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Lions Roar : July 2016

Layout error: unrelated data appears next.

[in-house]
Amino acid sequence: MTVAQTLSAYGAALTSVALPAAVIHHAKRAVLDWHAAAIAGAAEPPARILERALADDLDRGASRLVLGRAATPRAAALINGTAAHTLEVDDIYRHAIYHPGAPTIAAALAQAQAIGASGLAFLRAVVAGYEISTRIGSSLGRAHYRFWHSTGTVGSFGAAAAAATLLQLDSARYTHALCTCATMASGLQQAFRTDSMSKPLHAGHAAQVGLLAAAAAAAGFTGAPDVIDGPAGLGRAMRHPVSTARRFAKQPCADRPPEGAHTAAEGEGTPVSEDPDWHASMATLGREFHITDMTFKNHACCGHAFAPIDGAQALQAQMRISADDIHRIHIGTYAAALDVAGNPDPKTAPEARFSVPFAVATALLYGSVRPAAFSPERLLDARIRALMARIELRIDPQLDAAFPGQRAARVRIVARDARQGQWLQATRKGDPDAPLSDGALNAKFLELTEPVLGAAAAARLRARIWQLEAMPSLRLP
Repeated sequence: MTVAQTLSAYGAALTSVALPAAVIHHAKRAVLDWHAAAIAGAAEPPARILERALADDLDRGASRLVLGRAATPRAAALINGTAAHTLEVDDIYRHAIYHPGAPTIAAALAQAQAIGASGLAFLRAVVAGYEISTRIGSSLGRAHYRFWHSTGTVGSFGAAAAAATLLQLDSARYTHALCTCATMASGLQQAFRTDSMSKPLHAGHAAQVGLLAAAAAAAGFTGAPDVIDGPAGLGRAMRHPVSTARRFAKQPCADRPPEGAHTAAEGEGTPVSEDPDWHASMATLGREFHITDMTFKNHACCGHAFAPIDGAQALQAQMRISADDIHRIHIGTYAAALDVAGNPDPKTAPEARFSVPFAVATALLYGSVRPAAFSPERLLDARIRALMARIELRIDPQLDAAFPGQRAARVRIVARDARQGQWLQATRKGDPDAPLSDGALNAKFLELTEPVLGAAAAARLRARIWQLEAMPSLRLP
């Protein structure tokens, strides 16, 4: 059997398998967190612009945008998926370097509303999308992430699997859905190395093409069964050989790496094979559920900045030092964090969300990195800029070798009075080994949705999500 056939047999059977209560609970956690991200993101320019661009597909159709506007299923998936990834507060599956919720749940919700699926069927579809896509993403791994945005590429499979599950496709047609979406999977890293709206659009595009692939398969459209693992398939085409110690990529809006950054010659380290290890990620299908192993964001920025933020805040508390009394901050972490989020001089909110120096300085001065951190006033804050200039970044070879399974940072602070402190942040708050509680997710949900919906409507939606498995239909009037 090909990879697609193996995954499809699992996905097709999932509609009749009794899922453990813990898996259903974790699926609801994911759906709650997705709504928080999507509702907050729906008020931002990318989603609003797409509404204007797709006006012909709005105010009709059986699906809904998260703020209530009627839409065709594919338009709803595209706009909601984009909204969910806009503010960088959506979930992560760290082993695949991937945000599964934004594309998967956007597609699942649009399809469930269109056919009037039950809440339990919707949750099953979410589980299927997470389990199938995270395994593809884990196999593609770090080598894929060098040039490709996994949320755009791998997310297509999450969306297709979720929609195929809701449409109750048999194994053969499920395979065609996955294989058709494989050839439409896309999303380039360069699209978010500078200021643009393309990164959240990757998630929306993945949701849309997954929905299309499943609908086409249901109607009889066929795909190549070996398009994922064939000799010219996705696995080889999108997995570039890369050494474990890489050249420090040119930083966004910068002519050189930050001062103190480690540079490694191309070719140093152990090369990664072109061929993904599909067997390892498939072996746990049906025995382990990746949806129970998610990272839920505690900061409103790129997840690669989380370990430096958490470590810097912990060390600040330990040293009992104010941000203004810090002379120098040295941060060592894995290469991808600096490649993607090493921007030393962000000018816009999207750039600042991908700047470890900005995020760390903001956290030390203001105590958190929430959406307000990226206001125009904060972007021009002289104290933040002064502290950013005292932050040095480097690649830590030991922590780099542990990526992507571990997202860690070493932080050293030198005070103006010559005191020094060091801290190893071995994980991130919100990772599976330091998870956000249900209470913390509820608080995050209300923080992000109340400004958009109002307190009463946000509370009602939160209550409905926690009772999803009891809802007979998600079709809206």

THIS DHARMA LIFE Why Bother? Sweep. Shovel. Sweep. Shovel. On a meditation retreat, STEVEN SCHWARTZBERG’s vigilant attention and effort seemed never-ending, and maybe even a little crazy. Wait: was that the point? I AWOKE THIS MORNING to a light, steady snowfall. It’s not much by the standards of a New England winter but enough to coat the wide, wooden, open-air walkways of the Forest Refuge. Since my daily yogi job is to keep these walkways clean, I’m pay- ing attention. I’ve been at the Forest Refuge for two weeks now, with ten weeks more to go. Day by day I’ve been acclimating to retreat life—no talking, no technology, no external stimulation or distraction. My main companions are the quiet winter beauty of the natural world and the frenetic chatter of my noisy mind. Most days, cleaning the walkways involves one thorough sweeping early in the morning. But today, who knows? After breakfast I sweep them clear of snow but they are soon dusted, then blanketed, with a fresh coat. How seriously, I wonder, am I to honor my responsibility? How much will I let it interfere with my meditation practice? How much will sweeping and shoveling be my practice today? I decide to meditate for sits of about forty-five minutes and head out at each break to sweep. I do this twice, but each time fresh snow gusts onto the decking and undoes my clearing as soon as I’m done. I begin methodically sweeping behind the office building, and by the time I reach the back of the dining room, the office walkway is covered again. The third time around, I notice another yogi staring out one of the dining room windows. After a few moments she steps outside onto the decking with her cup of tea, watching the snow fall over the meadow beyond the hall, discreetly watching me. As I get near, she smiles, keeps looking at the distant field, avoids eye contact, and, shockingly, speaks. “Sisyphus,” she says, then goes back inside. Oh my god, a word! A yogi spoke to me! A live contact! An ordinary human interaction—mundane and audacious in equal measure. I am abuzz with the surprise and even intensity of it. And the wit, too. If you’re going to offer one word, “Sisy- phus” is a great one. Bold, to the point, rich with connotation. She could have said, “Yo,” or “Namaste” or “snow,” or even “thanks,” with far less impact. I continue sweeping and shoveling. I start to wonder: Is she WWW.LACMA.ORG STEVEN SCHWARTZBERG, PhD, is a clinical psychologist and dharma practitioner in the Insight Meditation tradition. Jittoku by Sengai Gibon LION’S ROAR | JULY 2016 27 CULTURE • LIFE • PRACTICE